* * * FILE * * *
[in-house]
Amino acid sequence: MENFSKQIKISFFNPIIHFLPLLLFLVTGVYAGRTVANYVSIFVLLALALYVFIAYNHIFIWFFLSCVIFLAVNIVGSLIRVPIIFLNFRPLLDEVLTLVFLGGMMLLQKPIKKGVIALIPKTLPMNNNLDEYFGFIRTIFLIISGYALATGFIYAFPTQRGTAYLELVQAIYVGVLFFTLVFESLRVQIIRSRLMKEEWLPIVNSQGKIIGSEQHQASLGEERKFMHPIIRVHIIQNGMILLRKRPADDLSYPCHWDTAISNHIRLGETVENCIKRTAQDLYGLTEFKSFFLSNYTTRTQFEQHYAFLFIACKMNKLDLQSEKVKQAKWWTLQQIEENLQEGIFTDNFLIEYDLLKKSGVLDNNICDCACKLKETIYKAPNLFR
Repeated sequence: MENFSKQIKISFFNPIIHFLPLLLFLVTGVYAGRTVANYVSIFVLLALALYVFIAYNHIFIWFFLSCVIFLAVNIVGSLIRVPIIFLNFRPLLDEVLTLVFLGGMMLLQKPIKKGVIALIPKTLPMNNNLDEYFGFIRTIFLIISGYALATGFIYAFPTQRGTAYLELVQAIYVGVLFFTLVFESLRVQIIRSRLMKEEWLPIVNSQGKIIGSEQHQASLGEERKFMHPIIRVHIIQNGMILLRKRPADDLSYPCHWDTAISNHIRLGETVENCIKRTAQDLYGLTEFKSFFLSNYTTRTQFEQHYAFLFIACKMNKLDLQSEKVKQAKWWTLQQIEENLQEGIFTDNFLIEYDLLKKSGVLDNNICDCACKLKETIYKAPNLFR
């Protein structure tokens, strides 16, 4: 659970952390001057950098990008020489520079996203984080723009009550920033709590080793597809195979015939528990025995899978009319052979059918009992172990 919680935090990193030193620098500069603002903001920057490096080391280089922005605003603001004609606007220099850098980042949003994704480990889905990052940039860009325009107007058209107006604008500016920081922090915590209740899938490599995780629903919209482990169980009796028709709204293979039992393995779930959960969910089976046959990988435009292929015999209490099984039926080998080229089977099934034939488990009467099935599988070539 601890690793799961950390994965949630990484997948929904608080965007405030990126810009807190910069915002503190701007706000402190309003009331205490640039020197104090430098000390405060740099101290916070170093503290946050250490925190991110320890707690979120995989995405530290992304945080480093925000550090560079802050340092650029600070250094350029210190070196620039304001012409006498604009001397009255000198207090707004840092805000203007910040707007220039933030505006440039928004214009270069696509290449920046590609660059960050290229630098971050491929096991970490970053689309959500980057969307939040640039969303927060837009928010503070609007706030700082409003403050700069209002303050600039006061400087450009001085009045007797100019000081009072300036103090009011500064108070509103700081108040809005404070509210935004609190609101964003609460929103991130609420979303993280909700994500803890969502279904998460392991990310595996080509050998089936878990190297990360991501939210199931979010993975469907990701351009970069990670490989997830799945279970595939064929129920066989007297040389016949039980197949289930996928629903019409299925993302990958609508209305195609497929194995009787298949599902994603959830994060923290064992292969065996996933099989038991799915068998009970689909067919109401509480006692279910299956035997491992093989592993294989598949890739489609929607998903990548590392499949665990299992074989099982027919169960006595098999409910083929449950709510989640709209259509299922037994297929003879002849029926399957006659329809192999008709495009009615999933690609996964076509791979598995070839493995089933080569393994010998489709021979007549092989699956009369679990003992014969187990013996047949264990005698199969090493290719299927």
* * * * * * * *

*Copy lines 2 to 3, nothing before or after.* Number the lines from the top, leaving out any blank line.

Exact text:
Amino acid sequence: MENFSKQIKISFFNPIIHFLPLLLFLVTGVYAGRTVANYVSIFVLLALALYVFIAYNHIFIWFFLSCVIFLAVNIVGSLIRVPIIFLNFRPLLDEVLTLVFLGGMMLLQKPIKKGVIALIPKTLPMNNNLDEYFGFIRTIFLIISGYALATGFIYAFPTQRGTAYLELVQAIYVGVLFFTLVFESLRVQIIRSRLMKEEWLPIVNSQGKIIGSEQHQASLGEERKFMHPIIRVHIIQNGMILLRKRPADDLSYPCHWDTAISNHIRLGETVENCIKRTAQDLYGLTEFKSFFLSNYTTRTQFEQHYAFLFIACKMNKLDLQSEKVKQAKWWTLQQIEENLQEGIFTDNFLIEYDLLKKSGVLDNNICDCACKLKETIYKAPNLFR
Repeated sequence: MENFSKQIKISFFNPIIHFLPLLLFLVTGVYAGRTVANYVSIFVLLALALYVFIAYNHIFIWFFLSCVIFLAVNIVGSLIRVPIIFLNFRPLLDEVLTLVFLGGMMLLQKPIKKGVIALIPKTLPMNNNLDEYFGFIRTIFLIISGYALATGFIYAFPTQRGTAYLELVQAIYVGVLFFTLVFESLRVQIIRSRLMKEEWLPIVNSQGKIIGSEQHQASLGEERKFMHPIIRVHIIQNGMILLRKRPADDLSYPCHWDTAISNHIRLGETVENCIKRTAQDLYGLTEFKSFFLSNYTTRTQFEQHYAFLFIACKMNKLDLQSEKVKQAKWWTLQQIEENLQEGIFTDNFLIEYDLLKKSGVLDNNICDCACKLKETIYKAPNLFR